Ten out of a total of 195 countries in the world are responsible for 2/3 of global CO2 emissions. Germany, which accounts for 1.7% of total global emissions, is in 7th place on the impact list. This means that 188 countries have a smaller CO2 footprint than we do. Architects 4 Future name the approximately 40 per cent share of German CO2 emissions caused by the production and operation of built structures as one of three “problems of architecture”. Engineer Werner Sobek has long been calling for a paradigm shift: “The future of architecture lies in building for more people with fewer materials and without emissions,” he says. To help us – and Sobek is explicitly not just addressing the architects among us – better grasp the impact of the construction industry, the sustainable building expert is writing a trilogy called “non nobis – on building in the future”. While volume 1, published in 2022, defines the status quo of construction and its interaction with the environment, climate and society, Werner Sobek continues his comprehensive analysis of the connections between construction and the environment with volume 2 of the series, published by av edition in October 2023. “This time, his focus is on the developments we can expect in the coming decades and on the boundary conditions within which human activity will still be possible at all,” says the press release.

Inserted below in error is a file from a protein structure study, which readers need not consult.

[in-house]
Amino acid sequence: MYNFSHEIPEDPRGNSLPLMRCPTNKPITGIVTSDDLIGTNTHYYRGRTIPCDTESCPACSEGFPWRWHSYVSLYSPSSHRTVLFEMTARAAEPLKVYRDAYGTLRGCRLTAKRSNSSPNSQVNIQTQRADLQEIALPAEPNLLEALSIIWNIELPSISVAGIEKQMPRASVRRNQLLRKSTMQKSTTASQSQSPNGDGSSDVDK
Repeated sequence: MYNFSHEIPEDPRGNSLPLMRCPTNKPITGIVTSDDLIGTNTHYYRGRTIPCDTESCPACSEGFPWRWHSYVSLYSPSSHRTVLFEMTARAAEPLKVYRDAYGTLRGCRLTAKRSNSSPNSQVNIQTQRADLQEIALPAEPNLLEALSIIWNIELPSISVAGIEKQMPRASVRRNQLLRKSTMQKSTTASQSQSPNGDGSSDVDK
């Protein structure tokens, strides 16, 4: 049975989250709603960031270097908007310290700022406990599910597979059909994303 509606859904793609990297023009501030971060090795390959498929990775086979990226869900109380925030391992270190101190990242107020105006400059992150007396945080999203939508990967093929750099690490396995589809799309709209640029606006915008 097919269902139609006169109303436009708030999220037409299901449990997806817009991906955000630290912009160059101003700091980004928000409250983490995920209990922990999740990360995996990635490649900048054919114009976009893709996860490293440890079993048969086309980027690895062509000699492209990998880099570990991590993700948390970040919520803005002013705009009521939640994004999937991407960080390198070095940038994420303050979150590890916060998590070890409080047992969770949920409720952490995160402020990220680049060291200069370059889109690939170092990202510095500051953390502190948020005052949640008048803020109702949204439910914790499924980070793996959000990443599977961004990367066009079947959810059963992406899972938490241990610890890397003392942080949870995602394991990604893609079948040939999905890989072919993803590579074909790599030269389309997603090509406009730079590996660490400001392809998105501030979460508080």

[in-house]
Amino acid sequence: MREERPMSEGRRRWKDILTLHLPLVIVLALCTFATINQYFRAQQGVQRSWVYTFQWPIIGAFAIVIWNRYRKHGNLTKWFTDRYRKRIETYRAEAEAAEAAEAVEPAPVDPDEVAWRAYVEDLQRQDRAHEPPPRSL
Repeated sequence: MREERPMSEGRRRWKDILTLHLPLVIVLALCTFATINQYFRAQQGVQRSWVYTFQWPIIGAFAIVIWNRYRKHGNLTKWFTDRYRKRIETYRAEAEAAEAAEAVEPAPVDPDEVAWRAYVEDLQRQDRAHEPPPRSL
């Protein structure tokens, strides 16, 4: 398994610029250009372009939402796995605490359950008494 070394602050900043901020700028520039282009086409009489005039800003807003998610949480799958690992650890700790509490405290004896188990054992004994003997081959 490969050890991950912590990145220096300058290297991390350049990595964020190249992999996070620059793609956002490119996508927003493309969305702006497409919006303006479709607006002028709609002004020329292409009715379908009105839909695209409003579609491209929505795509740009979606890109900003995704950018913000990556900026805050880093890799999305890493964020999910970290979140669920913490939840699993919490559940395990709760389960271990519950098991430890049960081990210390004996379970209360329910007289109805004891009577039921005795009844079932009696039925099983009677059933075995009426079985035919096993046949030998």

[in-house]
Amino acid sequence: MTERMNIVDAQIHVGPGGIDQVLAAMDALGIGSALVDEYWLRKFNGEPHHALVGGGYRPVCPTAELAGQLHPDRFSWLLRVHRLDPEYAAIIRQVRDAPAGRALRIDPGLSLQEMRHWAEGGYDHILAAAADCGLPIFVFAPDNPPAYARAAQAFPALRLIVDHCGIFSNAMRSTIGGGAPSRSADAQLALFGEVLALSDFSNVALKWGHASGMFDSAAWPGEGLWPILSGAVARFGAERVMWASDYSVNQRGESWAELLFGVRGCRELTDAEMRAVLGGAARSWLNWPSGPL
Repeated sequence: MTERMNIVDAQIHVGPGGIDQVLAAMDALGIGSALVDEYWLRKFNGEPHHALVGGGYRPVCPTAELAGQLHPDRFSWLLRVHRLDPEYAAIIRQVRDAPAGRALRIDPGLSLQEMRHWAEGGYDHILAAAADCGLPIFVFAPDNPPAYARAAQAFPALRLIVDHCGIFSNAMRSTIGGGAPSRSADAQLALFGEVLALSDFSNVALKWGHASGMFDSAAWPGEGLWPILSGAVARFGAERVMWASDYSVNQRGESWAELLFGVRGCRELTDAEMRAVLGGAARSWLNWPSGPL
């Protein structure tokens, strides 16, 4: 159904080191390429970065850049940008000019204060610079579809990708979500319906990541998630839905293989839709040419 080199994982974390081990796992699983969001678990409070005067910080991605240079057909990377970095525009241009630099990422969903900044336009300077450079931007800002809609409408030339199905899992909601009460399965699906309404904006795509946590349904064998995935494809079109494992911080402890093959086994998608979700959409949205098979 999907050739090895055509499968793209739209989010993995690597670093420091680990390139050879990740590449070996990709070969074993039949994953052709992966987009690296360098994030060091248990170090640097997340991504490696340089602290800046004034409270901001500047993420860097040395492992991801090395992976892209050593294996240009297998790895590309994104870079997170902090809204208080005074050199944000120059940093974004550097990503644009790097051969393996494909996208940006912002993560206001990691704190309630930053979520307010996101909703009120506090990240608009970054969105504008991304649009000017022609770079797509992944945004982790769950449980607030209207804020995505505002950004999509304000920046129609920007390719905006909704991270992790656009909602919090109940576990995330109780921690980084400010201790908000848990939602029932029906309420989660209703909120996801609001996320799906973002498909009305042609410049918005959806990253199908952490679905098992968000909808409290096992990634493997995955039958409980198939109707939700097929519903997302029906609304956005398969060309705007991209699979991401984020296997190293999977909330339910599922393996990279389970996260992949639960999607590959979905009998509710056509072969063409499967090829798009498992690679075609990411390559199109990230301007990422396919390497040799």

“So what does an integral approach to the building of the future look like?” is the question posed by AG Stadtleben to the German pioneer of responsible and resource-conserving construction. Sobek will provide the answer on 28 November 2023 in the Hanover Pavilion. This evening will be a special event, and not just because of the honourable guest: For 40 years now, initially seven and now six people have been working under the name “AG Stadtleben” to raise the profile of building culture in Hanover. To mark the milestone anniversary of their “stage presence”, which began in November 1983 with a series of events at the Pavillon cultural centre, they are inviting someone to the birthplace of their work who has been thinking about the lifespan and processing of architecture from an early stage. Incidentally, the protagonists entered into an “official alliance” in 1985, after two years of activity, and founded the AG Stadtleben as an independent, non-profit and registered association in Hanover with seven founding members. Since then, they have organised more than 350 events and exhibitions – always striving for an informed, interdisciplinary debate about the city and culture, architecture and social development as well as the changes in urban living conditions. The range of events is broad and has often not changed fundamentally over the last four decades. Apart from the smart city and climate change, many topics have been relabelled or the emphasis has changed.